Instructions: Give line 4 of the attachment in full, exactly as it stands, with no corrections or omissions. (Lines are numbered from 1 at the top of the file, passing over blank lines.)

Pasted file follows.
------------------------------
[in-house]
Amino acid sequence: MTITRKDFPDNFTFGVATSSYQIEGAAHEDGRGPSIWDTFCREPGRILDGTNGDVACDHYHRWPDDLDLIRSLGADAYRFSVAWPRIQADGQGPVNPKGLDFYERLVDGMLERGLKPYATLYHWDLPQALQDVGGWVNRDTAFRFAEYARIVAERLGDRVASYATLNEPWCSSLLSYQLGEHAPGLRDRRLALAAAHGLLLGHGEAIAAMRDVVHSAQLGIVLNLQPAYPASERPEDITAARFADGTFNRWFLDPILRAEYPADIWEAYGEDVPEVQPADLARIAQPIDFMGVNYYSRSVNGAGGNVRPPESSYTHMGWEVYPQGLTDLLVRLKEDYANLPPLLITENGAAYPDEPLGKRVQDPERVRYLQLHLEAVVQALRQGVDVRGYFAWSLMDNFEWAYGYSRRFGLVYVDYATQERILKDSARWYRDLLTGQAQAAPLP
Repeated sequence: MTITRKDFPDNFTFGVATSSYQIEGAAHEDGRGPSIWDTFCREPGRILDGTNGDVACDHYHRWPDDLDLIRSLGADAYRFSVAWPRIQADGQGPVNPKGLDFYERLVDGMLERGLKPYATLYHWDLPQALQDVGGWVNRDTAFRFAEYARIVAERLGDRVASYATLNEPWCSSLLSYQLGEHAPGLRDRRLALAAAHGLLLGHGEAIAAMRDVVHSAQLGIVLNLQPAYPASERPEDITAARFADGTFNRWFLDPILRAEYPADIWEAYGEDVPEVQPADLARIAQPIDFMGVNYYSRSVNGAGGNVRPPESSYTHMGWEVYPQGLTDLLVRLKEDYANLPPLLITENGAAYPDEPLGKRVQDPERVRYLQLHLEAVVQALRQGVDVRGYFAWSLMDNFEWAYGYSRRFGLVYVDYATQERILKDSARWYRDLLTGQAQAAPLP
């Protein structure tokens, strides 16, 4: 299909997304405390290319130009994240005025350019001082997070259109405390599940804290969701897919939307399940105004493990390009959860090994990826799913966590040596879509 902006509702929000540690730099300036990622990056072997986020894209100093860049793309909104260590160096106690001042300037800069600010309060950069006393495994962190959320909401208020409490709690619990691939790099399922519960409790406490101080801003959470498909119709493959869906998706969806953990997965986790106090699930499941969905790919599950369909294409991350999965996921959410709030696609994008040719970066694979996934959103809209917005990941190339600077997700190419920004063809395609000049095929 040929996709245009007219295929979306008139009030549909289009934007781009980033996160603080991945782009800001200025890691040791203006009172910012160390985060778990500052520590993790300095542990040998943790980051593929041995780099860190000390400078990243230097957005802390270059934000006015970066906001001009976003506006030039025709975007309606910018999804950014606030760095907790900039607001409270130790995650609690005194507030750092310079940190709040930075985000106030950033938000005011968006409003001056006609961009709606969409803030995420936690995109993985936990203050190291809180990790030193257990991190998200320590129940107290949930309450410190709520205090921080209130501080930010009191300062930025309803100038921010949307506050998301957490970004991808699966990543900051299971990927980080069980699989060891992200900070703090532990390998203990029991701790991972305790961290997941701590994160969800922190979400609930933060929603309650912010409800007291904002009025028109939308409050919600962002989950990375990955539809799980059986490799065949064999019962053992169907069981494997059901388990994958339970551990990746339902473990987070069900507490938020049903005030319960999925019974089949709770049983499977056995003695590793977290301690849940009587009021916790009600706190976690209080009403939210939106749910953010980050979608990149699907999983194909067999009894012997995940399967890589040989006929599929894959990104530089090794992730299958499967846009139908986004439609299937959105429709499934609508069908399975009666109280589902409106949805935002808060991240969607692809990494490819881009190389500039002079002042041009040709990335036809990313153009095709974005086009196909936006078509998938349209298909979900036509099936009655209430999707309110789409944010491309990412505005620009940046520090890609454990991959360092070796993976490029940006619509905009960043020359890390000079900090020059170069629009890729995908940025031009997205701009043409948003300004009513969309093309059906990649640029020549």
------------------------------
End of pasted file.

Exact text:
């Protein structure tokens, strides 16, 4: 299909997304405390290319130009994240005025350019001082997070259109405390599940804290969701897919939307399940105004493990390009959860090994990826799913966590040596879509 902006509702929000540690730099300036990622990056072997986020894209100093860049793309909104260590160096106690001042300037800069600010309060950069006393495994962190959320909401208020409490709690619990691939790099399922519960409790406490101080801003959470498909119709493959869906998706969806953990997965986790106090699930499941969905790919599950369909294409991350999965996921959410709030696609994008040719970066694979996934959103809209917005990941190339600077997700190419920004063809395609000049095929 040929996709245009007219295929979306008139009030549909289009934007781009980033996160603080991945782009800001200025890691040791203006009172910012160390985060778990500052520590993790300095542990040998943790980051593929041995780099860190000390400078990243230097957005802390270059934000006015970066906001001009976003506006030039025709975007309606910018999804950014606030760095907790900039607001409270130790995650609690005194507030750092310079940190709040930075985000106030950033938000005011968006409003001056006609961009709606969409803030995420936690995109993985936990203050190291809180990790030193257990991190998200320590129940107290949930309450410190709520205090921080209130501080930010009191300062930025309803100038921010949307506050998301957490970004991808699966990543900051299971990927980080069980699989060891992200900070703090532990390998203990029991701790991972305790961290997941701590994160969800922190979400609930933060929603309650912010409800007291904002009025028109939308409050919600962002989950990375990955539809799980059986490799065949064999019962053992169907069981494997059901388990994958339970551990990746339902473990987070069900507490938020049903005030319960999925019974089949709770049983499977056995003695590793977290301690849940009587009021916790009600706190976690209080009403939210939106749910953010980050979608990149699907999983194909067999009894012997995940399967890589040989006929599929894959990104530089090794992730299958499967846009139908986004439609299937959105429709499934609508069908399975009666109280589902409106949805935002808060991240969607692809990494490819881009190389500039002079002042041009040709990335036809990313153009095709974005086009196909936006078509998938349209298909979900036509099936009655209430999707309110789409944010491309990412505005620009940046520090890609454990991959360092070796993976490029940006619509905009960043020359890390000079900090020059170069629009890729995908940025031009997205701009043409948003300004009513969309093309059906990649640029020549």